SAN FRANCISCO -- Facebook is in serious discussions to buy a leading mobile navigation service, Waze, according to two people with knowledge of the situation.
If the sale is concluded, it would give Facebook the ability to better deliver locally tailored ads and content to its 1.1 billion users.
The potential purchase price, which some news reports have said could run as high as $1 billion, would rival what Facebook paid last year to buy Instagram, a fast-growing mobile photo-sharing service.
Waze, which is based in Israel, has been talking to potential suitors for months, and the discussions are fluid. A deal may not be reached or other bidders could emerge.
A Facebook spokesman said the company did not comment on speculation. A Waze spokesman could not be reached for comment on Thursday evening.
The Israeli publication Calcalist first reported the news of the talks.
Maps have become a crucial battleground for big technology companies, including Google, Apple and Microsoft, as consumers rely more heavily on their cellphones and companies strive to deliver more location-based advertising and services.
Waze, which has more than 40 million users globally, is unusual in that it relies primarily on GPS data and real-time information from its users, who contribute updates on traffic, routes and even where to buy cheap gasoline.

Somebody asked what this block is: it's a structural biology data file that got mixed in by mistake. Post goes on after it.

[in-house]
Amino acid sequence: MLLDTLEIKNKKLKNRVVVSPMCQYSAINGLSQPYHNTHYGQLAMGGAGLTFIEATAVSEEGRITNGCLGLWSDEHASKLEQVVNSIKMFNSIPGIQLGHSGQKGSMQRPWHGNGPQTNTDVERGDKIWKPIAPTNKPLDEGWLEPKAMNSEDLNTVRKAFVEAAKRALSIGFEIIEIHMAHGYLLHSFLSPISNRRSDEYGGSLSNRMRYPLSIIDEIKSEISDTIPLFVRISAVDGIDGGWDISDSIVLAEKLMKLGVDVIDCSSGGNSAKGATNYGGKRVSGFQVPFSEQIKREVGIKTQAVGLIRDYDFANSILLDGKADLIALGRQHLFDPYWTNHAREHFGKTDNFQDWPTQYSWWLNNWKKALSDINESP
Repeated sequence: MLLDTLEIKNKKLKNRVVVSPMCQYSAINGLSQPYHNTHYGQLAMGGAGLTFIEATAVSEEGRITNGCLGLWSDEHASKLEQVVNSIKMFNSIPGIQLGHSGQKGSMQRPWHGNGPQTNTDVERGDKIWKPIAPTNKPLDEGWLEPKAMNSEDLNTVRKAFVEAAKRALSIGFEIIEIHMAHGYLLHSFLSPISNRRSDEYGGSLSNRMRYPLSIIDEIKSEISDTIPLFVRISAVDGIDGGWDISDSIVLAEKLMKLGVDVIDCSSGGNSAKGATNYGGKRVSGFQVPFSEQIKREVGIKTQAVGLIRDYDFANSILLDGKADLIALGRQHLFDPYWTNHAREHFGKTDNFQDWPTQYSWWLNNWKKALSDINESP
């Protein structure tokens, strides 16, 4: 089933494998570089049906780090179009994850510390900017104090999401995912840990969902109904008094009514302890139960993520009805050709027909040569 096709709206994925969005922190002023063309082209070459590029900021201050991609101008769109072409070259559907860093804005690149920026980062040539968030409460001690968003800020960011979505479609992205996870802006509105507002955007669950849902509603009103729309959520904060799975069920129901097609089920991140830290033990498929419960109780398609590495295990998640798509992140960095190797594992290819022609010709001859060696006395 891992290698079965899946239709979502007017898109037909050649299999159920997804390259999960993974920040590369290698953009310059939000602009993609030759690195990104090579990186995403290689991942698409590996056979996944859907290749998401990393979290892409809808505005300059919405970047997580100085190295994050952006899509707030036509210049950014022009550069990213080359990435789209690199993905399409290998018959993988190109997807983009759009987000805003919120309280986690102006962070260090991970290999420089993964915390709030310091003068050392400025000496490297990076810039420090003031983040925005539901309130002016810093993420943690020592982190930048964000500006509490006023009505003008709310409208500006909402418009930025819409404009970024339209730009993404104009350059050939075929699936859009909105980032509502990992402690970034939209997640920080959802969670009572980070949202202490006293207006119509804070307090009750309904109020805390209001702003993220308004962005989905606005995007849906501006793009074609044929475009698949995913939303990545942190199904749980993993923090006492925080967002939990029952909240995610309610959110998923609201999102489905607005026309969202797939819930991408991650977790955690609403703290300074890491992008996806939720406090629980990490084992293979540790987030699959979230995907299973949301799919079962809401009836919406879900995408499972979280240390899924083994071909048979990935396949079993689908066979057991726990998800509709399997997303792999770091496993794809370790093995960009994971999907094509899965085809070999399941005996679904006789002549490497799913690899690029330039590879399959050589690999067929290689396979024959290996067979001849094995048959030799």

Users of the service also typically share their locations continually as they drive -- a potential gold mine of data that would be useful for Facebook as it seeks to serve up targeted ads.
"These people are giving permission for the cloud to track where they are," said Brian Blau, a research director at Gartner, a technology research firm. "This is a particularly difficult problem for social networks in general. Very few people want to be tracked."
Facebook currently uses maps from Microsoft's Bing, but it also has a relationship with Waze. Facebook users can log into Waze using their Facebook accounts and share their location data with their Facebook friends.
Other technology companies, particularly Apple and Google, have also been watching Waze closely and may be interested in a potential acquisition of the start-up to improve their own mobile mapping services.
Facebook has been trying a variety of strategies to increase the amount of time that its users spend on its site, particularly on mobile phones. Last month, it introduced a new interface for Android smartphones called Facebook Home, and on Thursday the company said that about one million users had downloaded the software.
Facebook and other social media companies are just beginning to wrestle with the challenges of effectively delivering local advertising to their customers.
While Facebook might not be able to use Waze's data immediately for that purpose, Mr. Blau said "this is more for the future. They are going to want to deliver contextual advertising."
Waze has raised several rounds of financing from venture capital firms, including Kleiner Perkins Caufield & Byers, BlueRun Ventures, Magma Venture Partners and Vertex Venture Capital.
Claire Cain Miller contributed reporting.
This article originally appeared in The New York Times.